3. Unlimited combinations of materials. Multi-nozzle 3D printers can print multiple materials in combination. Through the stacking and combination of materials, printed items have physical and mechanical properties that are different from those of a single material. Therefore, through the combination of different materials, “new materials” with different properties can be produced. This advantage provides us with the control of the distribution of materials to control the physical, mechanical and structural characteristics of the article, which can produce a variety of articles and increase product flexibility.

In summary, the three most important advantages of 3D printing technology are speeding up the product development process, providing personalized and customized products, and increasing production flexibility. From the perspective of the molding process, 3D printing breaks through the traditional molding method. There is no need to first make molds and mechanical processing. Through the combination of rapid automatic molding hardware system and CAD software model, various complex shapes can be manufactured, which makes the product design and production cycle. It is greatly shortened, and the production cost is greatly reduced.

Of course, as a young molding process, 3D printing still has many shortcomings, such as slow molding time, low accuracy, few types of materials, and unable to mass-produce. At this stage, the actual use of 3D printing still belongs to the field of rapid prototyping, that is, the production of prototypes for enterprises before production of formal products, also known as the prototype in the industry. Therefore, the 3D printing molding process currently exists as a method complementary to the traditional manufacturing process, and it will take time to become a mainstream manufacturing technology. However, we must believe that the human pursuit of technology is infinite. With the continuous development of 3D printing equipment and printing materials, 3D printing technology will be more and more widely used.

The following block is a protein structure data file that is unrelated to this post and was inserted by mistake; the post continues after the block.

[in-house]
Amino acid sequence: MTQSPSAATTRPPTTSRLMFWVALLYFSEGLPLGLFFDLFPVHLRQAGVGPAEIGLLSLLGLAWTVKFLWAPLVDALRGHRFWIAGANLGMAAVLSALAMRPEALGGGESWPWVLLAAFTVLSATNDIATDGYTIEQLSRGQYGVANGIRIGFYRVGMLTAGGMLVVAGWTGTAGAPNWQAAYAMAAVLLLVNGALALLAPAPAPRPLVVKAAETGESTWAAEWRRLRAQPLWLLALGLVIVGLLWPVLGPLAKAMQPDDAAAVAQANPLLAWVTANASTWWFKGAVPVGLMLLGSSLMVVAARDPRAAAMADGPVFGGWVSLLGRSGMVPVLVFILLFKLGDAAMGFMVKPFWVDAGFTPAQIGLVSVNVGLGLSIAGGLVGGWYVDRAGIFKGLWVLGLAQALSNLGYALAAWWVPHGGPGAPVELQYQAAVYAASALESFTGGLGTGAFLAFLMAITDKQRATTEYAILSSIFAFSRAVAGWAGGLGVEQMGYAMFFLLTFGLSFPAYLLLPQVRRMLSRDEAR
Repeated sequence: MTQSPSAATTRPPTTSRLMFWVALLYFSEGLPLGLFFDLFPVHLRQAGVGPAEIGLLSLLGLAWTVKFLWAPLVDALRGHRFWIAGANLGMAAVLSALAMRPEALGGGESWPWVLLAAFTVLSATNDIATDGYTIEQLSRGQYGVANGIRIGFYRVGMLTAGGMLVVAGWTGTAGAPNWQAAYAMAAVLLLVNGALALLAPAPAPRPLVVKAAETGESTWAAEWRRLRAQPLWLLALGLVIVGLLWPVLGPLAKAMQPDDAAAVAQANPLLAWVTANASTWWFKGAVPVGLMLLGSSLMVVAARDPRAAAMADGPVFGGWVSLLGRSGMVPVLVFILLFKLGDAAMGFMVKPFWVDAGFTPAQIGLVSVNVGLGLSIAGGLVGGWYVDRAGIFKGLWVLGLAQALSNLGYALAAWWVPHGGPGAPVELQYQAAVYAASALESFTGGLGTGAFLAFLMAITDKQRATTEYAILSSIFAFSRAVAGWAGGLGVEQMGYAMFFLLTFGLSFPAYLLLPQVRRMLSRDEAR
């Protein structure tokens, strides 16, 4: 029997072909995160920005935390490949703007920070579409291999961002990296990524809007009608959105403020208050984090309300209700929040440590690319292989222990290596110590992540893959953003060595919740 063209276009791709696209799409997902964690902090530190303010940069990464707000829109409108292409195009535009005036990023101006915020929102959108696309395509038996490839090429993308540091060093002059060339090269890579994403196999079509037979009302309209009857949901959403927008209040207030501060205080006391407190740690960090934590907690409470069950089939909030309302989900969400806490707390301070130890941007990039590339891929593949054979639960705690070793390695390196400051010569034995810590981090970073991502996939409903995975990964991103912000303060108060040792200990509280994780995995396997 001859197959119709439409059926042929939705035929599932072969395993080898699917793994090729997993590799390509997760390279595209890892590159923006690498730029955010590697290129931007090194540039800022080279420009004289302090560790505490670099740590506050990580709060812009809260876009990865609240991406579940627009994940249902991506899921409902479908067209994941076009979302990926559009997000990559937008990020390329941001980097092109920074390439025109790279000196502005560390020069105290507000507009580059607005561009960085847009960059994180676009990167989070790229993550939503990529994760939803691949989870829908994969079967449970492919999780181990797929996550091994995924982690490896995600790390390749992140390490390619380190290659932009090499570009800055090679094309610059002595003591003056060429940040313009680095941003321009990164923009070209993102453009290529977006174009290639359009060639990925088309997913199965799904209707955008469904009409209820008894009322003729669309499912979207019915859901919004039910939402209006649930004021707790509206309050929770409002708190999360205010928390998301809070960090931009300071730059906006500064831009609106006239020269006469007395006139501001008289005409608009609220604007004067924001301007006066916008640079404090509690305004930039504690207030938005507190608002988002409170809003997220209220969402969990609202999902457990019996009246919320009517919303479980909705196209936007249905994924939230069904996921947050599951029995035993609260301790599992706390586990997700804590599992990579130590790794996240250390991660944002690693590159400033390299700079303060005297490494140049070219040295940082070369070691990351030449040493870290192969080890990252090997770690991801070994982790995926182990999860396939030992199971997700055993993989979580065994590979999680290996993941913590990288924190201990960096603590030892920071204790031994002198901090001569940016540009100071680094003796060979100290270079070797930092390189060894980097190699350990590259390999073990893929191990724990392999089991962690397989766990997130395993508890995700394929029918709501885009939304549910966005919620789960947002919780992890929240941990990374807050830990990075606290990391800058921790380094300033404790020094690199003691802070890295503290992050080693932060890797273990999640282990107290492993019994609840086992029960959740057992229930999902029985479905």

From another perspective, 3D printing technology has moved manufacturing from the factory to the home, spawned a large number of individual designers (ie, makers), and inspired infinite possibilities for creative design. This is the author’s opinion that 3D printing technology can bring us the most significant meaning, which will be explained in detail later.


Fourth, positioning: related fields of 3D printing

3D printing is a new type of rapid prototyping technology, which integrates cutting-edge technologies in many fields such as digital modeling technology, electromechanical control technology, information technology, materials science and chemistry, etc., involving many fields.

The author believes that 3D printing, as a manufacturing process, mainly involves three aspects:

1. Material. That is, the materials used in 3D printing include resin, metal, ceramic, plastic or natural materials, etc. These materials are stacked to form real functional products.

2. Machine. 3D printing equipment uses materials (design data and production data) to achieve product molding. There are many types of existing 3D printing equipment, which will be introduced later.

3. Modeling. This is the software part of the 3D printing process. Including slicing, model construction and optimization, forming process control, etc. This is the software part of the 3D printing process.